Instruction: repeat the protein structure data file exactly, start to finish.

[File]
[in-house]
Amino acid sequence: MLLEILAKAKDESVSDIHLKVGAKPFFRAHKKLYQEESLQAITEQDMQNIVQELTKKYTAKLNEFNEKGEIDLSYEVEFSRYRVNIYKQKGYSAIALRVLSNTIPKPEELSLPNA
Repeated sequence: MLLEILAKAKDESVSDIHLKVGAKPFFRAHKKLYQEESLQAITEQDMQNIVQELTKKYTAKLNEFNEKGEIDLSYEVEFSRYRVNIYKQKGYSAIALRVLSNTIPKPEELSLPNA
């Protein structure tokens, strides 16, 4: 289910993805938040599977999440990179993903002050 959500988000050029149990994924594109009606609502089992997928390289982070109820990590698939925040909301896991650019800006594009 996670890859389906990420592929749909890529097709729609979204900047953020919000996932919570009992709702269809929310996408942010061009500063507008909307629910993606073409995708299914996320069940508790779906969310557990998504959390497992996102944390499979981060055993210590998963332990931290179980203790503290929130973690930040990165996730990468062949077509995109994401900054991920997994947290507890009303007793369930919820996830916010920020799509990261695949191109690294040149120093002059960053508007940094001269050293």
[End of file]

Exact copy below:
[in-house]
Amino acid sequence: MLLEILAKAKDESVSDIHLKVGAKPFFRAHKKLYQEESLQAITEQDMQNIVQELTKKYTAKLNEFNEKGEIDLSYEVEFSRYRVNIYKQKGYSAIALRVLSNTIPKPEELSLPNA
Repeated sequence: MLLEILAKAKDESVSDIHLKVGAKPFFRAHKKLYQEESLQAITEQDMQNIVQELTKKYTAKLNEFNEKGEIDLSYEVEFSRYRVNIYKQKGYSAIALRVLSNTIPKPEELSLPNA
């Protein structure tokens, strides 16, 4: 289910993805938040599977999440990179993903002050 959500988000050029149990994924594109009606609502089992997928390289982070109820990590698939925040909301896991650019800006594009 996670890859389906990420592929749909890529097709729609979204900047953020919000996932919570009992709702269809929310996408942010061009500063507008909307629910993606073409995708299914996320069940508790779906969310557990998504959390497992996102944390499979981060055993210590998963332990931290179980203790503290929130973690930040990165996730990468062949077509995109994401900054991920997994947290507890009303007793369930919820996830916010920020799509990261695949191109690294040149120093002059960053508007940094001269050293």